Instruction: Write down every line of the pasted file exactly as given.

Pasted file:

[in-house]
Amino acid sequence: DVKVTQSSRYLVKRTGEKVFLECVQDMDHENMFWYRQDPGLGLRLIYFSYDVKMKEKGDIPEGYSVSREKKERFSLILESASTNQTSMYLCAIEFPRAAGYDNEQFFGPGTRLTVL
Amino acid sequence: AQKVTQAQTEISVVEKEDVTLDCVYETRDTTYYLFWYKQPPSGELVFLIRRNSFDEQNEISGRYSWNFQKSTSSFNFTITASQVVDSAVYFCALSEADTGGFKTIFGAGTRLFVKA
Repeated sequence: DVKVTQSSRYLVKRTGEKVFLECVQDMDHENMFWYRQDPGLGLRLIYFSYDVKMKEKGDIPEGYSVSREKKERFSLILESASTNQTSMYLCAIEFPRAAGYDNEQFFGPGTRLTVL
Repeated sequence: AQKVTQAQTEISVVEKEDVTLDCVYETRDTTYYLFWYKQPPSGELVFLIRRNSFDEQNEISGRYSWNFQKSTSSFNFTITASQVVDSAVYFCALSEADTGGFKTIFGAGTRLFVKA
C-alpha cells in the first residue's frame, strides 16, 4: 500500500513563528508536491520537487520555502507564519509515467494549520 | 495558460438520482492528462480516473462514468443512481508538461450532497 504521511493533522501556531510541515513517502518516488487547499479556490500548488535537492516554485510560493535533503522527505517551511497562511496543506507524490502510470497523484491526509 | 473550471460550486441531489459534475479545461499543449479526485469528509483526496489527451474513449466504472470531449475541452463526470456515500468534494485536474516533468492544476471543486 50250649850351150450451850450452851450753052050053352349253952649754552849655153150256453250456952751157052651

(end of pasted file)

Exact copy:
[in-house]
Amino acid sequence: DVKVTQSSRYLVKRTGEKVFLECVQDMDHENMFWYRQDPGLGLRLIYFSYDVKMKEKGDIPEGYSVSREKKERFSLILESASTNQTSMYLCAIEFPRAAGYDNEQFFGPGTRLTVL
Amino acid sequence: AQKVTQAQTEISVVEKEDVTLDCVYETRDTTYYLFWYKQPPSGELVFLIRRNSFDEQNEISGRYSWNFQKSTSSFNFTITASQVVDSAVYFCALSEADTGGFKTIFGAGTRLFVKA
Repeated sequence: DVKVTQSSRYLVKRTGEKVFLECVQDMDHENMFWYRQDPGLGLRLIYFSYDVKMKEKGDIPEGYSVSREKKERFSLILESASTNQTSMYLCAIEFPRAAGYDNEQFFGPGTRLTVL
Repeated sequence: AQKVTQAQTEISVVEKEDVTLDCVYETRDTTYYLFWYKQPPSGELVFLIRRNSFDEQNEISGRYSWNFQKSTSSFNFTITASQVVDSAVYFCALSEADTGGFKTIFGAGTRLFVKA
C-alpha cells in the first residue's frame, strides 16, 4: 500500500513563528508536491520537487520555502507564519509515467494549520 | 495558460438520482492528462480516473462514468443512481508538461450532497 504521511493533522501556531510541515513517502518516488487547499479556490500548488535537492516554485510560493535533503522527505517551511497562511496543506507524490502510470497523484491526509 | 473550471460550486441531489459534475479545461499543449479526485469528509483526496489527451474513449466504472470531449475541452463526470456515500468534494485536474516533468492544476471543486 50250649850351150450451850450452851450753052050053352349253952649754552849655153150256453250456952751157052651